Montesquieu Institute: from science to society

Film & Debate: Those Who Feel the Fire Burning


On April 23th 2015, the Montesquieu Institute and Filmhuis Den Haag runned Those Who Feel the Burning by director Morgan Knibbe. The film is about refugees who try to reach Europe.

Over the recent years the number of people seeking refugee-status in Europe has increased. The film Those Who Feel the Fire Burning shows the hopeless existence of some refugees stuck at the edge of Europe. As a group of refugees tries to enter Europe illegally by boat, a storm suddenly appears and all hell breaks loose when an old man falls overboard.

After the film was shown director Morgan Knibbe, member of European Parliament Dennis de Jong (Socialist Party) and immigration expert Christian Mommers discussed the film and the solution of Europe's migration crisis.

Practical information

Date & time: April 23th 2015, 19:00 to 21:15

Location: Filmhuis Den Haag, Spui 191 The Hague

Entree fee: € 9,-, € 7,50 for students and the elderly

Film and debate is organized by the Filmhuis Den Haag, Montesquieu Institute and the international press centre Nieuwspoort. Please note the debate is in Dutch, even though the movie is in English. For further information we kindly refer you to the Dutch version of our website by clicking on 'Nederlands' in the right upper corner of this page.



A photo impression



"Those Who Feel the Fire Burning"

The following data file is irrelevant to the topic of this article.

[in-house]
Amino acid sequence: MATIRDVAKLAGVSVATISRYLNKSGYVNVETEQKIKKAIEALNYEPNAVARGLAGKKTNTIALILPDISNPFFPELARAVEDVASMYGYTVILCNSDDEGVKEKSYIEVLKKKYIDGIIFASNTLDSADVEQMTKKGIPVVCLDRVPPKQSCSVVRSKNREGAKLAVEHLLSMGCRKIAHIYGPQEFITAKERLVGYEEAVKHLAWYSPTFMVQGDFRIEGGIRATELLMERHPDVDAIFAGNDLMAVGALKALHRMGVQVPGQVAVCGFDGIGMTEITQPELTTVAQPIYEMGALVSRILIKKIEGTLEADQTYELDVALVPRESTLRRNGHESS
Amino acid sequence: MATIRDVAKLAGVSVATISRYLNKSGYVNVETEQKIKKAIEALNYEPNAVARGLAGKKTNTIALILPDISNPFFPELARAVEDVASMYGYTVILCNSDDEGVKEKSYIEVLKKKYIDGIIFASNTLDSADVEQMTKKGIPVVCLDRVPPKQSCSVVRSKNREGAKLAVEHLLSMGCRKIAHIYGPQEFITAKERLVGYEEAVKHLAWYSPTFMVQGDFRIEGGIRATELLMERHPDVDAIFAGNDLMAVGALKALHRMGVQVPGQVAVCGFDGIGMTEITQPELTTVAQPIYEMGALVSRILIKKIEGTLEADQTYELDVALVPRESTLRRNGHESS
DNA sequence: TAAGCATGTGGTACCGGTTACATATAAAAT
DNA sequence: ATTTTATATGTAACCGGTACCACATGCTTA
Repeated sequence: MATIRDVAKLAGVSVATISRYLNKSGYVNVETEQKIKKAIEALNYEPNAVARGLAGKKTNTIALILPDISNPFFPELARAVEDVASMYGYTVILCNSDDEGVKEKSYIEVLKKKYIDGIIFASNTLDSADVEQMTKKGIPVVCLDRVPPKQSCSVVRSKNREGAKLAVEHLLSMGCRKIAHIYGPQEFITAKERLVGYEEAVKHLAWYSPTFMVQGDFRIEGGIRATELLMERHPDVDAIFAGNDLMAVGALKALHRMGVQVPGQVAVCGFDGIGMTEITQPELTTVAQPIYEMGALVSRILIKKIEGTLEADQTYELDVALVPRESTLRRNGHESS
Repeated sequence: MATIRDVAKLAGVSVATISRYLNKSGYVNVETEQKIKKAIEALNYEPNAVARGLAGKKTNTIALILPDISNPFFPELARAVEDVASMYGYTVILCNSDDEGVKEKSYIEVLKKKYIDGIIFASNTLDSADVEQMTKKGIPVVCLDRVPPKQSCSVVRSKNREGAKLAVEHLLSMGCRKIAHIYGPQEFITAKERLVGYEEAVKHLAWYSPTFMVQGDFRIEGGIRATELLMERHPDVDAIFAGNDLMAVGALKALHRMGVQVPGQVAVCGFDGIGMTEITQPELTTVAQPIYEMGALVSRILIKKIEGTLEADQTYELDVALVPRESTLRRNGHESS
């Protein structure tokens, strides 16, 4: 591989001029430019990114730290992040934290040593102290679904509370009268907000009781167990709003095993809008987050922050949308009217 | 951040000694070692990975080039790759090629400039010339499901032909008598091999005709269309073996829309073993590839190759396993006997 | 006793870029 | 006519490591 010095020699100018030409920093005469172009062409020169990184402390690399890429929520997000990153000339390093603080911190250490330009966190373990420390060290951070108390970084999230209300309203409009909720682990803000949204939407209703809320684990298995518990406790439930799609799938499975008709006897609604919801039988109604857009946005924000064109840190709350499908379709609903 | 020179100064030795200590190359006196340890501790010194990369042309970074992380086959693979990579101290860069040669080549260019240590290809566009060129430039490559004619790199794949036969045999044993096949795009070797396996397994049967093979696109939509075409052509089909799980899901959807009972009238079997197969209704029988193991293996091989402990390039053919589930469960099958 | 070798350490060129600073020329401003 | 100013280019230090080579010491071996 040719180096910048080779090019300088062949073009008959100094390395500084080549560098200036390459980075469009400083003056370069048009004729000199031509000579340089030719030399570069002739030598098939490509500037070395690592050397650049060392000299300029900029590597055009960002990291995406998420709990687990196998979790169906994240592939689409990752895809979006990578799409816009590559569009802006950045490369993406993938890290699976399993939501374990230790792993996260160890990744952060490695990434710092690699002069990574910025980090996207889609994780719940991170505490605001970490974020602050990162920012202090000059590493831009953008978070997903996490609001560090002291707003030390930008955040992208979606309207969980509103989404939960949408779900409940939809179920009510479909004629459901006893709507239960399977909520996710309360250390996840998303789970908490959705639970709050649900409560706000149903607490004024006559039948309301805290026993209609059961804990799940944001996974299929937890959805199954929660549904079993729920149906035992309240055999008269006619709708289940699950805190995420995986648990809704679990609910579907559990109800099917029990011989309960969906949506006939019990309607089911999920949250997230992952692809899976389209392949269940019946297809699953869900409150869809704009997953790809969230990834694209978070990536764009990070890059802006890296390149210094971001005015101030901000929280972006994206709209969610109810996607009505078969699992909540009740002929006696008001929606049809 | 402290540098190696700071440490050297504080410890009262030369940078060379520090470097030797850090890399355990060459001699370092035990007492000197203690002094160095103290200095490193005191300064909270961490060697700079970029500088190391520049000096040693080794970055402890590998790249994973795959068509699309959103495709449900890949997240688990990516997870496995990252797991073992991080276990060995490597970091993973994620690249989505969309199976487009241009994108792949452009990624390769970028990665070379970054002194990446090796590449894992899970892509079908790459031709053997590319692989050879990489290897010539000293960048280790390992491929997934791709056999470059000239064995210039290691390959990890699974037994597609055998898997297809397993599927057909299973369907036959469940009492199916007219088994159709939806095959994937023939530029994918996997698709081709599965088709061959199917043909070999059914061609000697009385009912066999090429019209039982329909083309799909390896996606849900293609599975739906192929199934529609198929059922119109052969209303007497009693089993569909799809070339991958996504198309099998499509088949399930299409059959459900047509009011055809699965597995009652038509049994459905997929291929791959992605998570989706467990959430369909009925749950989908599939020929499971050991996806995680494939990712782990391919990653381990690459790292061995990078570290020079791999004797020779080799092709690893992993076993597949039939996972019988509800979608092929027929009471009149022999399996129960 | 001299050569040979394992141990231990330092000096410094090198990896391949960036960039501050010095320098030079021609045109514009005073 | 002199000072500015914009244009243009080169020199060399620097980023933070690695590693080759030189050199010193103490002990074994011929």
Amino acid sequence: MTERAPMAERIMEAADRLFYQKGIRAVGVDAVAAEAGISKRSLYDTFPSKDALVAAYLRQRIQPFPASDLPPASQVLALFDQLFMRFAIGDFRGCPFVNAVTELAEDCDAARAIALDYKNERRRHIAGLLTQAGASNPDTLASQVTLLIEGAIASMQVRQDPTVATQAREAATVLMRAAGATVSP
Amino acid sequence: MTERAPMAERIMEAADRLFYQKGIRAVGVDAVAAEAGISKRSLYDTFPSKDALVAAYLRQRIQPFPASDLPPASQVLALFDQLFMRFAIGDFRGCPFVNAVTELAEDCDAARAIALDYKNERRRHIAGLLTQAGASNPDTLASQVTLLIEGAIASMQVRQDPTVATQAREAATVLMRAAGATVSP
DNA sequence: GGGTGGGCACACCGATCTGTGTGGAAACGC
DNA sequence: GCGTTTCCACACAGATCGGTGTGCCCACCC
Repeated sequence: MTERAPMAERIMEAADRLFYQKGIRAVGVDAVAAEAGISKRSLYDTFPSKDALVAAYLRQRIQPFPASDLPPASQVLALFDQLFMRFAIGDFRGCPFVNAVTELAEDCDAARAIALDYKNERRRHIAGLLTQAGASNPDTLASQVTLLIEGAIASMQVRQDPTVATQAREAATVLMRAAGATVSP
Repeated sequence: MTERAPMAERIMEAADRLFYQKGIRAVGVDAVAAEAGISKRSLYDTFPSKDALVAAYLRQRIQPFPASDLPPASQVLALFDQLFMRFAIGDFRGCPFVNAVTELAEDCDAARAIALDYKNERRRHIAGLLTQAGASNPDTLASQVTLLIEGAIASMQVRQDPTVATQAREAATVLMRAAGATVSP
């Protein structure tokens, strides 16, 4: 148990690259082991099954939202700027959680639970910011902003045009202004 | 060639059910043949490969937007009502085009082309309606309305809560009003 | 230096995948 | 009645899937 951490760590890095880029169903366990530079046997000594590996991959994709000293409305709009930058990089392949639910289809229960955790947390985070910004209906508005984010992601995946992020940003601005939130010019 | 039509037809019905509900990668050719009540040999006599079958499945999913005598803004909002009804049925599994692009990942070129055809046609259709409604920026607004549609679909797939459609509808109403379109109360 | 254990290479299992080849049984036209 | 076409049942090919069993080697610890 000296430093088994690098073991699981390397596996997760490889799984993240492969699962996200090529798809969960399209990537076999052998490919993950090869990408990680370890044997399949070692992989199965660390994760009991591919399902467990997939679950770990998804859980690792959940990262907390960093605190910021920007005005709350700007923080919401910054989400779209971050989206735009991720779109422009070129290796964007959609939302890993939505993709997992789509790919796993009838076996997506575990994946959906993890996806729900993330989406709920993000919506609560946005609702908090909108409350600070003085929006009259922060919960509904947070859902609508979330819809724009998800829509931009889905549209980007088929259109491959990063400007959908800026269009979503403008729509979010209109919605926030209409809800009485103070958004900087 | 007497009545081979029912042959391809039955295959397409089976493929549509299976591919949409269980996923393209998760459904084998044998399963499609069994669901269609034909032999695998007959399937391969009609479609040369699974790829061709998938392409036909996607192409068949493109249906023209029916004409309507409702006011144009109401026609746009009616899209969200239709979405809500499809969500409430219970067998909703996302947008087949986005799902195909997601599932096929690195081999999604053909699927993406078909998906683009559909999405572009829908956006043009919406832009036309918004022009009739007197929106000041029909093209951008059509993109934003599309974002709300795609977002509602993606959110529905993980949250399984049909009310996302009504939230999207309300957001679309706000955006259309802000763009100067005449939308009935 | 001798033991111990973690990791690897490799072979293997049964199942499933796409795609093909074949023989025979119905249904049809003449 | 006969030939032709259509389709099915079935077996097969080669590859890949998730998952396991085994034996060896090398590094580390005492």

The night is pitch-black, the sea stormy. Wild waves break on a little boat full of refugees, where a girl laments that she does not want to go to Europe. Suddenly an old man falls overboard. In vain he tries to grab the saving hands. Colored lightning flashes over a busy city seen from above. From that point on, the drowned man sees reality from another dimension. Unconventional and poetic in form, Those Who Feel the Fire Burning documents a serious social problem: the hopeless situation of the refugees who actually manage to make the crossing alive. The seeking soul of the old man hurries along the southern European border and dwells on the many disillusioned people, observing them calmly and up close. They would seem to be in limbo just like him, waiting on the edge of a presumed paradise. He sees people on the street chased away like dogs, follows an illegal worker and a drug-addicted mother and slips inside packed shelters. The voices of all these people blend together with his, creating a patchwork of loving memories, dreams and desires.